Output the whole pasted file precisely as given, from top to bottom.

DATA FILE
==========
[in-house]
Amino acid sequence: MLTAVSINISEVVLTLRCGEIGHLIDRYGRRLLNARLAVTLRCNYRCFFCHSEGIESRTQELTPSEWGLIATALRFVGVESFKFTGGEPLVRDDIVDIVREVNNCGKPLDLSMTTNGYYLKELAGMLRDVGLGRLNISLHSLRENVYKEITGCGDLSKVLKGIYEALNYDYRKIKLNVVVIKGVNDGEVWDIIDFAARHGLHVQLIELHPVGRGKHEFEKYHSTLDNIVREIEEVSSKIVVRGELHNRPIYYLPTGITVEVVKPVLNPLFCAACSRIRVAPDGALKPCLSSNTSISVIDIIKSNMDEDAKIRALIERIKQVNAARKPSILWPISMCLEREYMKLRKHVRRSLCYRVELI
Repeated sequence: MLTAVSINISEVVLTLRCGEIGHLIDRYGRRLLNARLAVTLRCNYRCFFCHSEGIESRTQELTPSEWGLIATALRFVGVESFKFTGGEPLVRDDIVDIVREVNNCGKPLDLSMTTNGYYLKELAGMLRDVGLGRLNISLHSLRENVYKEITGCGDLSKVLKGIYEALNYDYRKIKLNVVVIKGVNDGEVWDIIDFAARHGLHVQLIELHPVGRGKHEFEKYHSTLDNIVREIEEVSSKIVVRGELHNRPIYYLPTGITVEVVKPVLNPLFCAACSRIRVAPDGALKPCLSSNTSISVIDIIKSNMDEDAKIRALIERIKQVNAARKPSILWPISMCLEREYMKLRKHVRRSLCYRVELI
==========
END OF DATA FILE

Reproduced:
[in-house]
Amino acid sequence: MLTAVSINISEVVLTLRCGEIGHLIDRYGRRLLNARLAVTLRCNYRCFFCHSEGIESRTQELTPSEWGLIATALRFVGVESFKFTGGEPLVRDDIVDIVREVNNCGKPLDLSMTTNGYYLKELAGMLRDVGLGRLNISLHSLRENVYKEITGCGDLSKVLKGIYEALNYDYRKIKLNVVVIKGVNDGEVWDIIDFAARHGLHVQLIELHPVGRGKHEFEKYHSTLDNIVREIEEVSSKIVVRGELHNRPIYYLPTGITVEVVKPVLNPLFCAACSRIRVAPDGALKPCLSSNTSISVIDIIKSNMDEDAKIRALIERIKQVNAARKPSILWPISMCLEREYMKLRKHVRRSLCYRVELI
Repeated sequence: MLTAVSINISEVVLTLRCGEIGHLIDRYGRRLLNARLAVTLRCNYRCFFCHSEGIESRTQELTPSEWGLIATALRFVGVESFKFTGGEPLVRDDIVDIVREVNNCGKPLDLSMTTNGYYLKELAGMLRDVGLGRLNISLHSLRENVYKEITGCGDLSKVLKGIYEALNYDYRKIKLNVVVIKGVNDGEVWDIIDFAARHGLHVQLIELHPVGRGKHEFEKYHSTLDNIVREIEEVSSKIVVRGELHNRPIYYLPTGITVEVVKPVLNPLFCAACSRIRVAPDGALKPCLSSNTSISVIDIIKSNMDEDAKIRALIERIKQVNAARKPSILWPISMCLEREYMKLRKHVRRSLCYRVELI